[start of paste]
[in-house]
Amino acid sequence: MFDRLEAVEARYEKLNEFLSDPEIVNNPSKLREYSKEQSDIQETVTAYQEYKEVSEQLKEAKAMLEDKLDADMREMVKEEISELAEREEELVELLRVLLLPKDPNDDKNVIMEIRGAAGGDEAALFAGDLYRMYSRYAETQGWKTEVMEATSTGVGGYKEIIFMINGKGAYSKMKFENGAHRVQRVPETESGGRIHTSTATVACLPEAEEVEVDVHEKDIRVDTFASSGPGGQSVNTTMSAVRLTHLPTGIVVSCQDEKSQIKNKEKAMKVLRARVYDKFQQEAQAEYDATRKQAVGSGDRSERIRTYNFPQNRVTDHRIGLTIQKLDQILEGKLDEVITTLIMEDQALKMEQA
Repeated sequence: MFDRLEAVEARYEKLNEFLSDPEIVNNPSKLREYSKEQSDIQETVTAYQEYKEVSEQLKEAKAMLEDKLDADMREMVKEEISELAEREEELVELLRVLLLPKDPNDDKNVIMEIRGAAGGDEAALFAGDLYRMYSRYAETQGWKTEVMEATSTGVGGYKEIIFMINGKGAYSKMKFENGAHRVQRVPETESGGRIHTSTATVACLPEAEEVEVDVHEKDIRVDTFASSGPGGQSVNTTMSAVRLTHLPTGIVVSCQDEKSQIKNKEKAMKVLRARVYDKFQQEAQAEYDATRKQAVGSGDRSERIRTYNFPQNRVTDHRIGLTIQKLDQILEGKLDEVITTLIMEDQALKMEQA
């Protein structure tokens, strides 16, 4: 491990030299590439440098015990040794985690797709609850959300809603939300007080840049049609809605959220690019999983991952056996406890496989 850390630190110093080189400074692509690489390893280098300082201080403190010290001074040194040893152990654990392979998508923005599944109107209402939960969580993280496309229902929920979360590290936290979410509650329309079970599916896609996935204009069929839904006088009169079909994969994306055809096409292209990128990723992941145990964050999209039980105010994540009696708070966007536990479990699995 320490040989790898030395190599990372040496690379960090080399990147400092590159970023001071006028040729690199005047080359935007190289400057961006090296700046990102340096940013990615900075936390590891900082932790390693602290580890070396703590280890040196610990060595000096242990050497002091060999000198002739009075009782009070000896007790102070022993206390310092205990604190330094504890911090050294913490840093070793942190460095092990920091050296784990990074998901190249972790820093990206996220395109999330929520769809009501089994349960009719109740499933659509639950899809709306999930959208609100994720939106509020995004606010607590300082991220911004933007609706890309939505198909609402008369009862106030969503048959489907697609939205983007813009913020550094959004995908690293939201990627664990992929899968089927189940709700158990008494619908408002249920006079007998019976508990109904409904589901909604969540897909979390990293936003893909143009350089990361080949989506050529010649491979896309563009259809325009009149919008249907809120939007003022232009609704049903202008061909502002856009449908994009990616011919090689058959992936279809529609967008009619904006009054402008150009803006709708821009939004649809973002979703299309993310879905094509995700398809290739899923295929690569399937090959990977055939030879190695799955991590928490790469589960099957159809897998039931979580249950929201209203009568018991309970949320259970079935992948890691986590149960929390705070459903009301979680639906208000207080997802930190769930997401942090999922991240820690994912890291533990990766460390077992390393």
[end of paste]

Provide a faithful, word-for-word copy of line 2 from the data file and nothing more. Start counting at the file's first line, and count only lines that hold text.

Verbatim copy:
Amino acid sequence: MFDRLEAVEARYEKLNEFLSDPEIVNNPSKLREYSKEQSDIQETVTAYQEYKEVSEQLKEAKAMLEDKLDADMREMVKEEISELAEREEELVELLRVLLLPKDPNDDKNVIMEIRGAAGGDEAALFAGDLYRMYSRYAETQGWKTEVMEATSTGVGGYKEIIFMINGKGAYSKMKFENGAHRVQRVPETESGGRIHTSTATVACLPEAEEVEVDVHEKDIRVDTFASSGPGGQSVNTTMSAVRLTHLPTGIVVSCQDEKSQIKNKEKAMKVLRARVYDKFQQEAQAEYDATRKQAVGSGDRSERIRTYNFPQNRVTDHRIGLTIQKLDQILEGKLDEVITTLIMEDQALKMEQA